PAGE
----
8. p.s. — my little rant doesn’t address any of the medical considerations that might lead an MD to suggest HRT as a possible therapy, or that a patient should look into if that is suggested. your series on HRT is very good.

    but oprah saying, “this is what i’m doing” is a powerful popular force. and my small point is that menopause is not to be feared unduly. every single wonderful woman of a certain age or so has gone through it and lived to do what she does. i’d really like to see more public conversation about living with menopause and perimenopausal symptoms.

  9. Sorry guys for delay in reply – It’s been a crazy week –

    Anon – Very funny!

    Mary Lu – I recommend the readings at the end of my post as a place to start for information before talking to your doctor.

    RL – Thanks!

    MomTHF – I know. I’m starting to view every meeting now with skepticism, and wish that our professional organizations would cut the ties with Big Pharma already.

    Linda – Thanks – Your post got me started.

    Anon – What I cant understand is how folks are letting these bioidentical folks get away with their snake oil salesmanship – don’t they know these folks are making millions actually selling the hormones they are hyping?

    Withoutarulebook – See this blog post below for distinction between perimenopause and menopause – but if one is still menstruating and having menopausal symptoms with no other cause found, she is probably perimenopausal. I’d avoid Dr Lee., and recommend instead the readings at the end of my post.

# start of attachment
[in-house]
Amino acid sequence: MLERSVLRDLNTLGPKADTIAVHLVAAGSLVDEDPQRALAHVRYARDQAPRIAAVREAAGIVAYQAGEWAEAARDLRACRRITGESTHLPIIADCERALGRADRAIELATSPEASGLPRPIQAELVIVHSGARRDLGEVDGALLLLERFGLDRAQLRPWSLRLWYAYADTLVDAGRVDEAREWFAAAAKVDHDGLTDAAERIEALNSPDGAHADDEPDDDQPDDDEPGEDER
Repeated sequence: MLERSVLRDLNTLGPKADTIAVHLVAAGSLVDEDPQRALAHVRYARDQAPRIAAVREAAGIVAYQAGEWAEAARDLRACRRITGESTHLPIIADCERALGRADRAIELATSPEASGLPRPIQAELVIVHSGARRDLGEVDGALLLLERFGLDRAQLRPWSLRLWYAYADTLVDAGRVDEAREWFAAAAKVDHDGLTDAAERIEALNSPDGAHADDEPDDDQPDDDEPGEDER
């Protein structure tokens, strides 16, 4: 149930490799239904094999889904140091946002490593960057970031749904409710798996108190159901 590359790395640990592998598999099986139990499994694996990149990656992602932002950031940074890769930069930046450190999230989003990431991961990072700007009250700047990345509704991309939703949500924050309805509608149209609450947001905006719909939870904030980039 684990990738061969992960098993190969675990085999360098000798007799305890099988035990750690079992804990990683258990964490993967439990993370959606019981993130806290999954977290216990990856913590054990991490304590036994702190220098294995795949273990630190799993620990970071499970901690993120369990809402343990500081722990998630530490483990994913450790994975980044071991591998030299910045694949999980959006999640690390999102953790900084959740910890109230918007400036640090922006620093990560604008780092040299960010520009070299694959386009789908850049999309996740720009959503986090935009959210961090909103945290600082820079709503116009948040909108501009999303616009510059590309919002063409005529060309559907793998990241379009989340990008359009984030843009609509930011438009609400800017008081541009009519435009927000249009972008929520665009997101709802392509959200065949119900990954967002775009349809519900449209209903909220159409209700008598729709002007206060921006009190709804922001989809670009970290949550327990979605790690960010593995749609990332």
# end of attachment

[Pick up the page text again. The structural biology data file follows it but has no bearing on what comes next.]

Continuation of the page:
http://theblogthatatemanhattan.blogspot.com/2008/05/menopause-defined.html

    Kathya- Your comment reveals just how different each woman is in terms of her physical response to menopause and her acceptance or avoidance of the small but real risks associated with HRT. What we need to do is respect one another’s choices and focus on informing not hyping. Thanks for reading!

  10. Help!

    I’m 61 and an emotionally wreck. My daughter will verify this! My family doctor refuses to even discuss HRT with me because of family history. I’ve just been to a clinic regarding bio-identical hormone therapy and have been told that I can take it. I’ve just sent in a saliva test (this morning) and now that I have come upon you blog I am completely confused and can’t think rationally most of time anyway. Background info: My sister had breast cancer and died of ovarian cancer. I entered menopause at the age of 58.

  11. Anonymous –

    I hope you understand that I can’t of course give out individual medical advice on my blog. So I’ll make some general statements that could apply to anyone.

    If you are confused, that’s because it isn’t simple.